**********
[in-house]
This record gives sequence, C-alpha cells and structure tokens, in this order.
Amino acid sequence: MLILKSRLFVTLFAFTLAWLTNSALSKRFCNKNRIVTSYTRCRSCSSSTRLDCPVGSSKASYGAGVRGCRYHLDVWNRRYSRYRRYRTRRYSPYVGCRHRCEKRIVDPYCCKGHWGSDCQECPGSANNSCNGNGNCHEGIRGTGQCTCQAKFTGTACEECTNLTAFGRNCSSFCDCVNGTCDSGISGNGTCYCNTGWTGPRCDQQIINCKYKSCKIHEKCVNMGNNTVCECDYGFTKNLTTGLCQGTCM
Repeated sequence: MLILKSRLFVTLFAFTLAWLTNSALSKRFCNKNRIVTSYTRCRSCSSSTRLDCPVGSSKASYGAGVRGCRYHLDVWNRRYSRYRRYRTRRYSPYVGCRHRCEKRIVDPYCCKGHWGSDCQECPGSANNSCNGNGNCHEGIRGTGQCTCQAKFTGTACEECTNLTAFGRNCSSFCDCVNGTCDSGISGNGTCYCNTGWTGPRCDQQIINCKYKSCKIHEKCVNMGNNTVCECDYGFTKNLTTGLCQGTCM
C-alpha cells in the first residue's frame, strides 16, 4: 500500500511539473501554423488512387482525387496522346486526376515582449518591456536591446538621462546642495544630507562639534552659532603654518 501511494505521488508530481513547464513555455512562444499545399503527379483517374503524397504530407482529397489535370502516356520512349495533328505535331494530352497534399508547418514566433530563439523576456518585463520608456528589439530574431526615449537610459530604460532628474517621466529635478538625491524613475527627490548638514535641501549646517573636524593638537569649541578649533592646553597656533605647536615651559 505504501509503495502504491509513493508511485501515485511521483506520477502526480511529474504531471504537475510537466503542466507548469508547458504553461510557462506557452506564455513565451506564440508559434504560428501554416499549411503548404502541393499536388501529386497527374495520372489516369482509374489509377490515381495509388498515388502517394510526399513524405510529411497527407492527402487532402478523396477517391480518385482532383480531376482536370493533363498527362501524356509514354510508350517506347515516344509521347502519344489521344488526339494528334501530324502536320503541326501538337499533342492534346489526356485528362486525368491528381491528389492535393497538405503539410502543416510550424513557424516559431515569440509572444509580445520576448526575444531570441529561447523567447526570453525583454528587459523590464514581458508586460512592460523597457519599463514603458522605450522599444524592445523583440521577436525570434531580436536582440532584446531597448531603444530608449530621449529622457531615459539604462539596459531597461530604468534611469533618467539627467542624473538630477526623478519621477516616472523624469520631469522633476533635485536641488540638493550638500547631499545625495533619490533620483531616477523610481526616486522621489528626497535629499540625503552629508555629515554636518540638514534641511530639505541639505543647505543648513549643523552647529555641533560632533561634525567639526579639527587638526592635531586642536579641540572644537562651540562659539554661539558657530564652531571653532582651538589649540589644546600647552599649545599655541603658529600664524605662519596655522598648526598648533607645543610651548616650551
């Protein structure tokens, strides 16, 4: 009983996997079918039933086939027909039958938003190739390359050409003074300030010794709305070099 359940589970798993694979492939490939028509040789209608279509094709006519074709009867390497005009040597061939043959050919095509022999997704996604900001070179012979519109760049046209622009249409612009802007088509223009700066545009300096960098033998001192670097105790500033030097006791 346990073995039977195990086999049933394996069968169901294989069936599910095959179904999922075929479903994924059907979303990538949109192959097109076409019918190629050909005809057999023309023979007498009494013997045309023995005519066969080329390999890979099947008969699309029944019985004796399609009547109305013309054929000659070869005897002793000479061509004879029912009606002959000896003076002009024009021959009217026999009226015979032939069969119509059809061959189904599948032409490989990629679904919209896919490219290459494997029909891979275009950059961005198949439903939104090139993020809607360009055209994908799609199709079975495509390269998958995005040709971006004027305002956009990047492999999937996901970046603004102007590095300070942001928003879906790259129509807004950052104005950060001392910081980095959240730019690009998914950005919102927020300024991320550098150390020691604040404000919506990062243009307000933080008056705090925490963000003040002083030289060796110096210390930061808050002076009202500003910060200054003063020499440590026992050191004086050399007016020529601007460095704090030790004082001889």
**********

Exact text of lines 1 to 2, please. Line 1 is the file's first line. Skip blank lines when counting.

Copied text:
[in-house]
This record gives sequence, C-alpha cells and structure tokens, in this order.